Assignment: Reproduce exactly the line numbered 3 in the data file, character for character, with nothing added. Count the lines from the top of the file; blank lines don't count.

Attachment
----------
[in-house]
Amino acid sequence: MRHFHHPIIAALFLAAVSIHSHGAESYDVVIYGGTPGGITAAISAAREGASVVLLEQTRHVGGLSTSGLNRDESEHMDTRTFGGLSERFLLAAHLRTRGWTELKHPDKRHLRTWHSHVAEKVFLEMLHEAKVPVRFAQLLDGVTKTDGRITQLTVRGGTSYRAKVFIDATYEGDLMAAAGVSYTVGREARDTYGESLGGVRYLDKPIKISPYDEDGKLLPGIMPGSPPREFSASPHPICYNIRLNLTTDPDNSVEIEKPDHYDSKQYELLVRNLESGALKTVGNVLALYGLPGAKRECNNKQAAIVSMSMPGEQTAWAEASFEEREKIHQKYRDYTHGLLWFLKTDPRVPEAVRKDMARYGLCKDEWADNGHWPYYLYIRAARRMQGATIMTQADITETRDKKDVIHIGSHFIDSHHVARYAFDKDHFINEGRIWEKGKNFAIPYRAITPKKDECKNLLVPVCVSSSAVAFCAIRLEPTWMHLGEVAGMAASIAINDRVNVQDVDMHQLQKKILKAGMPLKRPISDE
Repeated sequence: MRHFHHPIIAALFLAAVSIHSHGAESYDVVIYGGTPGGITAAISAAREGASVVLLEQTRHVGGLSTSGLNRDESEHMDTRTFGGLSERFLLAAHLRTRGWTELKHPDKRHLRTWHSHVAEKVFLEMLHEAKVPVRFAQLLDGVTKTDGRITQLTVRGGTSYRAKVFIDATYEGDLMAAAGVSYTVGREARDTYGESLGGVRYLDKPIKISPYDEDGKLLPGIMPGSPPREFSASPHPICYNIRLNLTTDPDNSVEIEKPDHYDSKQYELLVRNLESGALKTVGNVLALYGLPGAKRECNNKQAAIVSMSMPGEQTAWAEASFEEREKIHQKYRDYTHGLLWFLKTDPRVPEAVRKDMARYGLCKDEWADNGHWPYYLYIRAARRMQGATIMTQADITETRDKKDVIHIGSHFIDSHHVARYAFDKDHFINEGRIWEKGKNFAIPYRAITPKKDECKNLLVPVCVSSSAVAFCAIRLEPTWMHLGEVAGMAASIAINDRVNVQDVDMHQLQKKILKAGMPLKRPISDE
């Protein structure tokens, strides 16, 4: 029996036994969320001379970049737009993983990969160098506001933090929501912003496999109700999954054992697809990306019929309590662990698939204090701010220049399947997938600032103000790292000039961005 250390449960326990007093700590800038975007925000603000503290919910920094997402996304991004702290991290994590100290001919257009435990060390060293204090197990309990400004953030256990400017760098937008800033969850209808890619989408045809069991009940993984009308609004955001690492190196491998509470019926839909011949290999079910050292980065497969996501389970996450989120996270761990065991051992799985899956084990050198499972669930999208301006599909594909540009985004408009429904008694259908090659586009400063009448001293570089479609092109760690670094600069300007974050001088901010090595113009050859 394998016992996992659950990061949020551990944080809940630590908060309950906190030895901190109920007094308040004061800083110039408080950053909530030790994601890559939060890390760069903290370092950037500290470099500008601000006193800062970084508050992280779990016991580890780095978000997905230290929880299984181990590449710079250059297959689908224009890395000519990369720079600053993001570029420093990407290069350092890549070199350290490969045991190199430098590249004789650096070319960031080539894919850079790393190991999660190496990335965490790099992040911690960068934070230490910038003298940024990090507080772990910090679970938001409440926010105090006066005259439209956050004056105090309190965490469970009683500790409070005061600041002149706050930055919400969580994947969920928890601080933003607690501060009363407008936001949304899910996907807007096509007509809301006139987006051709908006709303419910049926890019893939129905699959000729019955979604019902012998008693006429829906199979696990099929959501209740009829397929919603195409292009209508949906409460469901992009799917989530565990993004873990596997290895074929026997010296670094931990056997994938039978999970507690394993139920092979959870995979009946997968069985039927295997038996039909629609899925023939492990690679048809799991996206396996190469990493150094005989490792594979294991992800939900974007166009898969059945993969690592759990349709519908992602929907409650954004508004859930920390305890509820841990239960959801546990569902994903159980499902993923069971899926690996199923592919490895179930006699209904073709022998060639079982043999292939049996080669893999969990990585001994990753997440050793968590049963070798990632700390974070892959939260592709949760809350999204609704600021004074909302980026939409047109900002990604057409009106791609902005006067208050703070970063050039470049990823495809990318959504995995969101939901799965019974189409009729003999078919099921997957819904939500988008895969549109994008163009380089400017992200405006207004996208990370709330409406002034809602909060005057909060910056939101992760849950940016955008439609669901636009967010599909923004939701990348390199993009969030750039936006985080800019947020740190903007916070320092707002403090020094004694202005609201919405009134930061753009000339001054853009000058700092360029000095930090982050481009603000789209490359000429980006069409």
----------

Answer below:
Repeated sequence: MRHFHHPIIAALFLAAVSIHSHGAESYDVVIYGGTPGGITAAISAAREGASVVLLEQTRHVGGLSTSGLNRDESEHMDTRTFGGLSERFLLAAHLRTRGWTELKHPDKRHLRTWHSHVAEKVFLEMLHEAKVPVRFAQLLDGVTKTDGRITQLTVRGGTSYRAKVFIDATYEGDLMAAAGVSYTVGREARDTYGESLGGVRYLDKPIKISPYDEDGKLLPGIMPGSPPREFSASPHPICYNIRLNLTTDPDNSVEIEKPDHYDSKQYELLVRNLESGALKTVGNVLALYGLPGAKRECNNKQAAIVSMSMPGEQTAWAEASFEEREKIHQKYRDYTHGLLWFLKTDPRVPEAVRKDMARYGLCKDEWADNGHWPYYLYIRAARRMQGATIMTQADITETRDKKDVIHIGSHFIDSHHVARYAFDKDHFINEGRIWEKGKNFAIPYRAITPKKDECKNLLVPVCVSSSAVAFCAIRLEPTWMHLGEVAGMAASIAINDRVNVQDVDMHQLQKKILKAGMPLKRPISDE